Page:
Educators who receive an Ed.D. in elementary education are eligible to teach at the university level upon graduation. Research based courses and in-depth study of educational issues are the hallmark of what a student can expect upon entering such a program. Ed.D. grads have the opportunity to enact change in the field of education, and may become known as an expert in their field of study, like Achieving the Dream's president and CEO, William Trueheart, Ed.D. Many Ed.D. students have gone on to write books, hold lectures and publish empirical research.
Ideal Candidates for Elementary Education Degree
Aspiring elementary education professionals should have a strong desire to work with elementary-aged students, as well as the patience, enthusiasm and ethics to go along with that desire. Great communication skills are necessary, as elementary school teachers must speak with parents and other teachers on a regular basis. The ability to self-motivate is important, too, since teachers often grade coursework outside of regular school hours. Finally, organization skills are an asset to the elementary education professional, who must develop and implement lesson plans, as well as hold conferences, plan school-wide events and maintain order in their student's portfolios.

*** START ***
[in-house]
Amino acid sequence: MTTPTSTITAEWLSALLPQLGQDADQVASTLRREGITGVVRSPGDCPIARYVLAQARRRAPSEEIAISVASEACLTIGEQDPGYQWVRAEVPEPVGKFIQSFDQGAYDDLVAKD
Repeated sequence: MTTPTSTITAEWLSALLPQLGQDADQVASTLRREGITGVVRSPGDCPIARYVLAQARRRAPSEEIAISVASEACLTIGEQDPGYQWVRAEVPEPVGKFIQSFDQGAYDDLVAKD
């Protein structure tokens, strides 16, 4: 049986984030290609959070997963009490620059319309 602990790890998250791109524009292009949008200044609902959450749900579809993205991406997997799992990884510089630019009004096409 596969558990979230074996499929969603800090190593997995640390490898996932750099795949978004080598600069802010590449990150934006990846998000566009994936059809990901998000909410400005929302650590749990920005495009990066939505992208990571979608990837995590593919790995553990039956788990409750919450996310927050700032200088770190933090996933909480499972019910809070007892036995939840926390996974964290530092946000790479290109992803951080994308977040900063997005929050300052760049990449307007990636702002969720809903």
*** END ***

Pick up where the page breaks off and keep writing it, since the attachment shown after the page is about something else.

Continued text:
Elementary Education graduates and new professionals will be challenged by the ever-changing education landscape. With new standards and student and teacher requirements, there is no room for boredom in the field.
The need for qualified and reputable elementary teachers is always present in America. According to the BLS, the growth rate for elementary teachers is 12%, average for all occupations.
In addition to researching degree programs, it may be wise to use professional organizations, online teaching communities and free online courses that will help advance your skill set and jumpstart your career.